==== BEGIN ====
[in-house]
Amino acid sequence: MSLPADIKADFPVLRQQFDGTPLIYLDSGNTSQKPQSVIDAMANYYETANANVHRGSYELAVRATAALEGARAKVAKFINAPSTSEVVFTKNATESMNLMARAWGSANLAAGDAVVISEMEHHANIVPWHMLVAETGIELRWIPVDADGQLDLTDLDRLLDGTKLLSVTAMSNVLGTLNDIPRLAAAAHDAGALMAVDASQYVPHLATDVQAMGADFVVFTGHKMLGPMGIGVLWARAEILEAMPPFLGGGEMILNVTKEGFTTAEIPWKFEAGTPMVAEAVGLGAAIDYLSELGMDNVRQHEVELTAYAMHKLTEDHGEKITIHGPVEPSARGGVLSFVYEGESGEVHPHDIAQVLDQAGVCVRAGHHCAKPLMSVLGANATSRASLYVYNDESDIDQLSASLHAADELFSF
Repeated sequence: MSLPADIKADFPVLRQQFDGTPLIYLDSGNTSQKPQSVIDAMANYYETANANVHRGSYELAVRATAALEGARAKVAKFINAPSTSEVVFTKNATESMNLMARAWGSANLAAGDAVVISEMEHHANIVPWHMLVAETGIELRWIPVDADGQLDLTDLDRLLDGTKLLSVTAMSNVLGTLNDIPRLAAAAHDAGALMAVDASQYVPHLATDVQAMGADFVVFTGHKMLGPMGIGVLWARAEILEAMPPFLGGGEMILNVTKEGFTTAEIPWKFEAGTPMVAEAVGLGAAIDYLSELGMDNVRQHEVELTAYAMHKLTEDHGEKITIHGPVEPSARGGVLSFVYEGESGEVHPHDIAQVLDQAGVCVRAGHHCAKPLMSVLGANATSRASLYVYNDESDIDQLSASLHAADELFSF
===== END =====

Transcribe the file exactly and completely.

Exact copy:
[in-house]
Amino acid sequence: MSLPADIKADFPVLRQQFDGTPLIYLDSGNTSQKPQSVIDAMANYYETANANVHRGSYELAVRATAALEGARAKVAKFINAPSTSEVVFTKNATESMNLMARAWGSANLAAGDAVVISEMEHHANIVPWHMLVAETGIELRWIPVDADGQLDLTDLDRLLDGTKLLSVTAMSNVLGTLNDIPRLAAAAHDAGALMAVDASQYVPHLATDVQAMGADFVVFTGHKMLGPMGIGVLWARAEILEAMPPFLGGGEMILNVTKEGFTTAEIPWKFEAGTPMVAEAVGLGAAIDYLSELGMDNVRQHEVELTAYAMHKLTEDHGEKITIHGPVEPSARGGVLSFVYEGESGEVHPHDIAQVLDQAGVCVRAGHHCAKPLMSVLGANATSRASLYVYNDESDIDQLSASLHAADELFSF
Repeated sequence: MSLPADIKADFPVLRQQFDGTPLIYLDSGNTSQKPQSVIDAMANYYETANANVHRGSYELAVRATAALEGARAKVAKFINAPSTSEVVFTKNATESMNLMARAWGSANLAAGDAVVISEMEHHANIVPWHMLVAETGIELRWIPVDADGQLDLTDLDRLLDGTKLLSVTAMSNVLGTLNDIPRLAAAAHDAGALMAVDASQYVPHLATDVQAMGADFVVFTGHKMLGPMGIGVLWARAEILEAMPPFLGGGEMILNVTKEGFTTAEIPWKFEAGTPMVAEAVGLGAAIDYLSELGMDNVRQHEVELTAYAMHKLTEDHGEKITIHGPVEPSARGGVLSFVYEGESGEVHPHDIAQVLDQAGVCVRAGHHCAKPLMSVLGANATSRASLYVYNDESDIDQLSASLHAADELFSF